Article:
As Taliban declares Sharia law, how will other countries respond politically and financially to Afghanistan?

People hold placards during a protest in support of Afghanistan following Taliban's takeover of the country, at Syntagma Square in Athens, Greece, August 19, 2021. Photo by REUTERS/Louiza Vradi.

Today the Taliban said they will return the country to Sharia law. Will the international community recognize the new government or isolate a Taliban-ruled Afghanistan? 

The U.S. has frozen billions of dollars in the Afghan central bank, and it’s trying to block the Taliban from accessing billions of dollars from the World Bank and the International Monetary Fund. 

But countries like China, Russia and Pakistan could still have a financial interest in working with Afghanistan.

Afghanistan has a huge amount of untapped mineral wealth that China is very interested in, says Megan K. Stack, author and journalist who has reported from Afghanistan and other countries in the region.

“I think there's 1.5 million tons of rare earth elements, which is something that China controls most of the processing of in the world. I believe they control 90% of the world's processing capacity of rare earth elements,” says Stack. “So they are very interested in finding a way to make some deals and be able to start to … exploit some of their natural resources that are now, I guess, falling to Taliban control.”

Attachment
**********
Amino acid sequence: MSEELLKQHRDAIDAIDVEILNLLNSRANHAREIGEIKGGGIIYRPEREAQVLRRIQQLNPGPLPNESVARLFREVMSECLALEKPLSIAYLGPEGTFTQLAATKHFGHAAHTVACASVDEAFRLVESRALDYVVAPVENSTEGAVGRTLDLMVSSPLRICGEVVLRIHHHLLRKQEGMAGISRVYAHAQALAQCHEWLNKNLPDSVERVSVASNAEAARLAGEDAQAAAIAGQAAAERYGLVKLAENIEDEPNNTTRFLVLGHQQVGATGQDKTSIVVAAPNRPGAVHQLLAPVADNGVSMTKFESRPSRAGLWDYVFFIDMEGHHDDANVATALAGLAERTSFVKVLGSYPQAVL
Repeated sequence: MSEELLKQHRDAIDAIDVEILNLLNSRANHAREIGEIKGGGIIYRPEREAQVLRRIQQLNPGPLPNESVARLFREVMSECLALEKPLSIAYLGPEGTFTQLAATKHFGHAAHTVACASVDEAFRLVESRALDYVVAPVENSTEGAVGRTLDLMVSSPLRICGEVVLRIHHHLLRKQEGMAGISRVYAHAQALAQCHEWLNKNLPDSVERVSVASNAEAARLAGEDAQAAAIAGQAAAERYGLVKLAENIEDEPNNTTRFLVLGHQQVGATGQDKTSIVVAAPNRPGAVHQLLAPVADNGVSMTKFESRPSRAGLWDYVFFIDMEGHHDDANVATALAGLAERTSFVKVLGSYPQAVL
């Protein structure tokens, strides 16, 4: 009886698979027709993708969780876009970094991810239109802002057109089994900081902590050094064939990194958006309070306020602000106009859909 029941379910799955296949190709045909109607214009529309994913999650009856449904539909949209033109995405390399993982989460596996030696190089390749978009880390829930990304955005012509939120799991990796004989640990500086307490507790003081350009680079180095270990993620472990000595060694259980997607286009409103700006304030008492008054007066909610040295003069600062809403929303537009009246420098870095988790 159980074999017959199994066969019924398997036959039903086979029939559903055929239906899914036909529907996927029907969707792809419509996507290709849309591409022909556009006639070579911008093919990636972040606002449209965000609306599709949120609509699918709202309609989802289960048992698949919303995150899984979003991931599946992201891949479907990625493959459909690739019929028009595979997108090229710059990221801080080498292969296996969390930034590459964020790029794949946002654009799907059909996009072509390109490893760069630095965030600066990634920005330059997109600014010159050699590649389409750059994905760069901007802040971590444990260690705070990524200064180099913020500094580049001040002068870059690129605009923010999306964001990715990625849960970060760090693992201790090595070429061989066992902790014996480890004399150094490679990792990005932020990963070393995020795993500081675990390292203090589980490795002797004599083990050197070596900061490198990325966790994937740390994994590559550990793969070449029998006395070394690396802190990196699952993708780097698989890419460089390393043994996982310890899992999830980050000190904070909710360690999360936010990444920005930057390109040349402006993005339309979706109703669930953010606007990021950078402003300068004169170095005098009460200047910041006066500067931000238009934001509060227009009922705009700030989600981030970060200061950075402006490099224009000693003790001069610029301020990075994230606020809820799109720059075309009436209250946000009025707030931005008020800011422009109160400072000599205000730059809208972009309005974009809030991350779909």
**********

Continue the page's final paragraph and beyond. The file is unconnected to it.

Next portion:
Robert D. Crews, history professor at Stanford, emphasizes that the key priority now is on the Biden administration to perform Afghan evacuations. 

He adds, “The absence of other alternatives is really striking and points to a series of fundamental policy failures here. So I think to press the American public to think about, and the Biden administration in particular of course, to think about the ethical implications of dealing with the state. [What will it] mean if the state does not want to fund hospitals, what will be the responsibility of international aid organizations?”

Crews also points out that this humanitarian crisis will not remain in Afghanistan. “It will spill over into neighboring territories, and of course, will affect domestic politics, United States, and Europe.”

Credits

Guests:

  • Robert D. Crews - history professor at Stanford
  • Megan K. Stack - author and journalist who has reported from Afghanistan and other countries in the region